Personally speaking, my working conditions are fine, which gives me some liberty to write about these topics. I'm happy that I'm able to say that, but given that my needs are met, it's really an obligation to work for the freedom of others.

(I can't really leave this point without mentioning Propagandhi's Resisting Tyrannical Government.)

Many programmers are in a similar situation. It seems that computer programming is fundamentally tricky, and that the demand for programs always outweighs the supply of practitioners.

Of course if you're stuck in a shit job it might not appear that way. You're probably feeling a bit indignant, reading some of this, and I understand that. In that case you really need to protect yourself, via the traditional organizing methods of a union. See Val Aurora's negotiation notes for some steps you can take on your own; but we programmers are an individualist bunch. It's hard to accept that one can exhibit solidarity without abandoning personal freedom. I think unionizing programming shops is a fine idea, depending on the union of course.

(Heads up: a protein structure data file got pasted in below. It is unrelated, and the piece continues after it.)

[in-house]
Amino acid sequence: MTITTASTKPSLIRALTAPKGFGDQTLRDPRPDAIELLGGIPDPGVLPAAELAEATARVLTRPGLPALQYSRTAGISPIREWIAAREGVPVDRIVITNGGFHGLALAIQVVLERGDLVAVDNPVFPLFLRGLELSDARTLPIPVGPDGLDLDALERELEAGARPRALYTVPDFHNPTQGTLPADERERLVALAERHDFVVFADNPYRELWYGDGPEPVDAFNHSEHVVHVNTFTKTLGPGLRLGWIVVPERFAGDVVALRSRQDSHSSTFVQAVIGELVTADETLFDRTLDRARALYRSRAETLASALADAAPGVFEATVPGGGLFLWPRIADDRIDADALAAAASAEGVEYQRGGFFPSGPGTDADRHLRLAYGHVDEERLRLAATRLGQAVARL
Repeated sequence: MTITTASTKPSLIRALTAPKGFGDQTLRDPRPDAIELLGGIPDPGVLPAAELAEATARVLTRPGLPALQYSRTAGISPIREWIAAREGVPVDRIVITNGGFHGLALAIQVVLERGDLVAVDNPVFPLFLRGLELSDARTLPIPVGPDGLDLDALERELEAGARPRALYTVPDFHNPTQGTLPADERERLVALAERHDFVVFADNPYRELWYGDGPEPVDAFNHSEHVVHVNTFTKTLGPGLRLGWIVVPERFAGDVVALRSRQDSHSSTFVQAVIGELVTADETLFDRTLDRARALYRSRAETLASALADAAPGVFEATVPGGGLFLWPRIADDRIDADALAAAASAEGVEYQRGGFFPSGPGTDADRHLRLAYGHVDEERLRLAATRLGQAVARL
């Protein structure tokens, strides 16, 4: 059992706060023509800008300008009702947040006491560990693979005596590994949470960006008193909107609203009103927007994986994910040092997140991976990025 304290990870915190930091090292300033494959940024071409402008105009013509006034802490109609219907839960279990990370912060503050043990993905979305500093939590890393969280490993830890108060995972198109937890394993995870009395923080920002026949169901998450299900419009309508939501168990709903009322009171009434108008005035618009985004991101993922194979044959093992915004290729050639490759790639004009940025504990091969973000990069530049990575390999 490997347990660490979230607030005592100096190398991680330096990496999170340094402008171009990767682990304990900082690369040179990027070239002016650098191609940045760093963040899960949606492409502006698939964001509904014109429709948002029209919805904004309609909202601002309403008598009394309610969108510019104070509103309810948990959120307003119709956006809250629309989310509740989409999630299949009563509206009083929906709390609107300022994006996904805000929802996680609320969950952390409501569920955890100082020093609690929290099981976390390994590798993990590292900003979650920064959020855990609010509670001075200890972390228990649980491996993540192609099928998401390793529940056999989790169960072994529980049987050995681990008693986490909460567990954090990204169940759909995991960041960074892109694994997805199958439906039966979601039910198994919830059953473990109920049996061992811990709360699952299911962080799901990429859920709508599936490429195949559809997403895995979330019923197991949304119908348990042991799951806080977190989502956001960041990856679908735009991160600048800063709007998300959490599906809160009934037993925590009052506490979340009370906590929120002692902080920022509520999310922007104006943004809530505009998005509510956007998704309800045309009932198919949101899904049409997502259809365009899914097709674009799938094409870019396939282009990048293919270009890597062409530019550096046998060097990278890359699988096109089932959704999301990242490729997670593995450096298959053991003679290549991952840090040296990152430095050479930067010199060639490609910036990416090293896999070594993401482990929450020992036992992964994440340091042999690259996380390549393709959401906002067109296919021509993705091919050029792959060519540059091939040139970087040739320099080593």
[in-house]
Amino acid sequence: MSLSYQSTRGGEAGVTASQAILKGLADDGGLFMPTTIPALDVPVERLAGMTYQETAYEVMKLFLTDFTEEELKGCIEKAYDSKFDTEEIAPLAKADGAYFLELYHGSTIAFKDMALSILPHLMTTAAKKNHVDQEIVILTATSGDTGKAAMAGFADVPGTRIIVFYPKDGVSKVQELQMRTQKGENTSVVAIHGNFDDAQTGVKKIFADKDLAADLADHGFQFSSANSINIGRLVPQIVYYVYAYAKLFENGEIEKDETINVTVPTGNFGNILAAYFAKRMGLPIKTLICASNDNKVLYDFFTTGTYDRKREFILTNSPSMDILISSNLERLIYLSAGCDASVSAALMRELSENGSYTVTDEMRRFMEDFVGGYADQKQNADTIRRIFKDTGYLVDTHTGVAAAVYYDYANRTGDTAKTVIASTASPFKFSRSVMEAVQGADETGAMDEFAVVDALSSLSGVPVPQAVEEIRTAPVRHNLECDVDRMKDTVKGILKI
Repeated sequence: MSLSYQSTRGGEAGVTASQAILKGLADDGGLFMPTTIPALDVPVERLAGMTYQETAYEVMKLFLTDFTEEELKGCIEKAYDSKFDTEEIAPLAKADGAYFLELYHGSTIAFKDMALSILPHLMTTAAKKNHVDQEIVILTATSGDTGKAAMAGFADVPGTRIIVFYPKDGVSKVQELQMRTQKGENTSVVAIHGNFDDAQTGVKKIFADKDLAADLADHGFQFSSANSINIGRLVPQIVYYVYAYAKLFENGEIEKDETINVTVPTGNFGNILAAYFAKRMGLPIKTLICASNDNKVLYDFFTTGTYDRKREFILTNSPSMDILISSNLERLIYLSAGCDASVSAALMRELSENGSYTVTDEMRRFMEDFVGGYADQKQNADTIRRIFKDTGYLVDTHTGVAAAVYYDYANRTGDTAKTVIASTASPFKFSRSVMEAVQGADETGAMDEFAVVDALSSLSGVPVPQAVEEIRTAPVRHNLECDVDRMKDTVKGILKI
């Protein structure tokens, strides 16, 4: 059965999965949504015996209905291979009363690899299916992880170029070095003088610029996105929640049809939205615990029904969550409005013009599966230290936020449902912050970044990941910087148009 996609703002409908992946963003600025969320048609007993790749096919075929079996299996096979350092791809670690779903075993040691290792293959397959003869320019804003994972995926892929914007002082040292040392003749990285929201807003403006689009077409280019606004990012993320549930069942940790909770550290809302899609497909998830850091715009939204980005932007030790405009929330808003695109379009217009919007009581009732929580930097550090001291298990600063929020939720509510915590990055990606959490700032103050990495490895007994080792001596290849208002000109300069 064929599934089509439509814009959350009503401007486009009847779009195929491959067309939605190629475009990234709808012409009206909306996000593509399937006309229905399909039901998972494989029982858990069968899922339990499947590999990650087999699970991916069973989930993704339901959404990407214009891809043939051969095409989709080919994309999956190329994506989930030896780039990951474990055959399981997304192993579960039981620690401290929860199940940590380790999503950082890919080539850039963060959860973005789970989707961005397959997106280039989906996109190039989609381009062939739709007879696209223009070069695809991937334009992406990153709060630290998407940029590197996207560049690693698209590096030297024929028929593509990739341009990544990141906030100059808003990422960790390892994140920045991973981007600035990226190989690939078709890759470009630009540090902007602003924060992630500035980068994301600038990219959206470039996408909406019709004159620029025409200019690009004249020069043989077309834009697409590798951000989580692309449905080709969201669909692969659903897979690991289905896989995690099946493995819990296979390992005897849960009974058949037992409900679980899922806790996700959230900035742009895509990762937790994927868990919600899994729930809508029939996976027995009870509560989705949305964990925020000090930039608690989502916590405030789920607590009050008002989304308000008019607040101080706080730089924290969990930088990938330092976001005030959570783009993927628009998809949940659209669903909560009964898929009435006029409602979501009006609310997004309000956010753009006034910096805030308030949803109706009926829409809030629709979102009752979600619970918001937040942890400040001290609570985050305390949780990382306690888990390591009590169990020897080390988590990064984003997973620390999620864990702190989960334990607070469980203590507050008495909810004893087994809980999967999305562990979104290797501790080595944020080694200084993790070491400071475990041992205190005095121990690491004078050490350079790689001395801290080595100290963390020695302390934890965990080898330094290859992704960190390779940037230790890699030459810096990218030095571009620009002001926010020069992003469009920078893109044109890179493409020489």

cgt

Here in Barcelona there's a splendid anarchist tradition; beautiful, and heartbreaking too. The evening waxes long, so I can't dig up more links than this; but it hit close to barri here. The nearby Fabra i Coats textile plant, here in my Sant Andreu neighborhood, was colllectivized, along with many other workplaces.

The tradition lives on in many forms; in hearts, yes, but also in outward manifestations like the anarchosindicalists. It's not just about better working conditions; it's about better ways of inter-human relations, about a world without coercion.

So it's with all these thoughts in mind that today I stepped into the offices of the CGT. There was some confusion about what sector I was working in, finally resolved as "the commercial sector" (what?), but it seems I have joined a union.

Further bulletins as events warrant!

Syndicated 2010-02-13 00:02:42 from wingolog